In Generalizing generic fold, I introduced the
gtraverse function as an alternative to
gfoldl for generic programming.
To remind the important points:
gtraverseallows more instances to be written, being more flexible about which elements can be treated as being on the same level;
- on the other hand, everything that is possible to do with
gfoldlseems to be possible to do with
It turns out that my intuition was wrong. There is a beautiful correspondence between
gtraverse which shows that they are, in fact, equivalent in power. Read on to find out why, and what this means for practical generic programming.
gtraverse through gfoldl
As a quick warm-up, let’s implement
For simplicity, let’s assume that
gtraverse are both methods of the same class,
In plain English, when folding, we inject each element into
c using the supplied function
f, and then combine it with the accumulator using
gfoldl through gtraverse
It turns out that
gfoldl can also be interpreted as an applicative traversal for a particular functor — namely, the free applicative functor. We’ll use the one from the free package for now.
If we run
liftAp Identity (where
Identity wraps its element into a trivial applicative functor), we’ll get a list rather than a tree, which can be easily folded in a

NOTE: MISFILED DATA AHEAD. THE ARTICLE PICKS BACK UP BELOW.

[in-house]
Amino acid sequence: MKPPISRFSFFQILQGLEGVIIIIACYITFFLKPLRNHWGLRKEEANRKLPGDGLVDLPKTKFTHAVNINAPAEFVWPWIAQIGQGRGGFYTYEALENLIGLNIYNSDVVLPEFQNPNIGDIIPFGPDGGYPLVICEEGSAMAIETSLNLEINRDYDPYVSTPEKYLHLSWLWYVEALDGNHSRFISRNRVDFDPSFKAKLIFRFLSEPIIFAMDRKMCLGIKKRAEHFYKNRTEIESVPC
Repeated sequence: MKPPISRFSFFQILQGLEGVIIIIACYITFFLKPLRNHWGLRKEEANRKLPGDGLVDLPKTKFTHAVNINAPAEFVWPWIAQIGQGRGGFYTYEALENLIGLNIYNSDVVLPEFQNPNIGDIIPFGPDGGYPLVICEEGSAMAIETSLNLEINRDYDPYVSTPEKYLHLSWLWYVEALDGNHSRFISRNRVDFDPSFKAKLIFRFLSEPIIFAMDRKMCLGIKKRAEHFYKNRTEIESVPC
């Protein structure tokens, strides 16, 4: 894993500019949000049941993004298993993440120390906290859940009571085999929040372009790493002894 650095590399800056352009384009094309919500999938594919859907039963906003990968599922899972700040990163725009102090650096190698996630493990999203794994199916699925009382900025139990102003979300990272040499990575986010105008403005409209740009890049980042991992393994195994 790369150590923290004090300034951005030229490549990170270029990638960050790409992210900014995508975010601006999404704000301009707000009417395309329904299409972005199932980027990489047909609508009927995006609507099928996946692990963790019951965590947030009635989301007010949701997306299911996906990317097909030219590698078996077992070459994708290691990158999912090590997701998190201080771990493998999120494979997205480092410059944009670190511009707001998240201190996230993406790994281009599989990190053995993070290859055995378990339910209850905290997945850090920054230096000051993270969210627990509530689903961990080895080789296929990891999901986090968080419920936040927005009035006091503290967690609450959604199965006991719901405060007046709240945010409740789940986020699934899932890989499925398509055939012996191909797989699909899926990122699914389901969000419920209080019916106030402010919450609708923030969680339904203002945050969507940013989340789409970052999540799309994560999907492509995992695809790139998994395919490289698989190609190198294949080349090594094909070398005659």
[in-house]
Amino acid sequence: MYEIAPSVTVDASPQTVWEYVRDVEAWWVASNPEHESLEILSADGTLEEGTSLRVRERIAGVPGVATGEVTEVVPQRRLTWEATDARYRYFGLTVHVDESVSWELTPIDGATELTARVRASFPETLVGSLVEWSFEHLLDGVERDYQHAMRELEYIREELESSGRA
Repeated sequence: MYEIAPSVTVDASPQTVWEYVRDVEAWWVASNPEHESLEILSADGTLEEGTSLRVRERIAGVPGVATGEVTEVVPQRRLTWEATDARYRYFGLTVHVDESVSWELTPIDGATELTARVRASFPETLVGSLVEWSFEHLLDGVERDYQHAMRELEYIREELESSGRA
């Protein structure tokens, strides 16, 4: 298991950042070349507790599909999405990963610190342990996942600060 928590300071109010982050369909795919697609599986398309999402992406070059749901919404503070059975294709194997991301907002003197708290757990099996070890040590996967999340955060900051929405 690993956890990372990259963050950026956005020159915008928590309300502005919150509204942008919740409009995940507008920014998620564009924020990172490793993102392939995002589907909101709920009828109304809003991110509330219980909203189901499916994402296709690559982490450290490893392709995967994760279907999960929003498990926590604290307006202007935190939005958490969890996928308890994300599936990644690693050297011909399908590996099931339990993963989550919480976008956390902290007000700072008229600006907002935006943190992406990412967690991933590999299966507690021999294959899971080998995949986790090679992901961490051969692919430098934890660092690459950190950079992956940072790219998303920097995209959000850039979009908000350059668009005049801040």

One minor issue is that
Identity has to capture the
Data dictionary of the elements. We can easily achieve that using a GADT
gtraverse (liftAp . I) has type
Data a => a -> Ap I a. It transforms any value for which
gtraverse is defined to a (heterogeneous) list
Ap I a, which contains all immediate children of that value, together with their
The next step is to fold that list:
foldAp takes the same two functional arguments as
gfoldl. But instead of working on the original value, it works on the flattened
After gluing the two steps together, we get
So, what does this mean? Do you not need
gfoldl can do all the same things?
It is much easier to write instances for your data types using
gtraverse, especially when you want to present an alternative view on the type from what is directly implied by its definition. (If you doubt it, you can still try to encode the uniform
Data instance for lists and compare it with the
On the other hand, it is nice to know that we don’t really lose any power by adopting
gtraverse instead of
You can try it out right now: I’ve just uploaded the first version of traverse-with-class on hackage.
There are a couple of issues in our
gfoldl implementation above1:
- Because of the free applicative functor usage, it has the same quadratic complexity problems as free monads.
- Because of the way this free applicative works, our
gfoldlis really a
gfoldr: it traverses the elements in the reverse order.
I’ll talk more about these in subsequent articles.
to make it clear, there are no such issues in the library, because it doesn’t provide a
gfoldlfunction. It provides unrelated functions
gfoldrwith different types.↩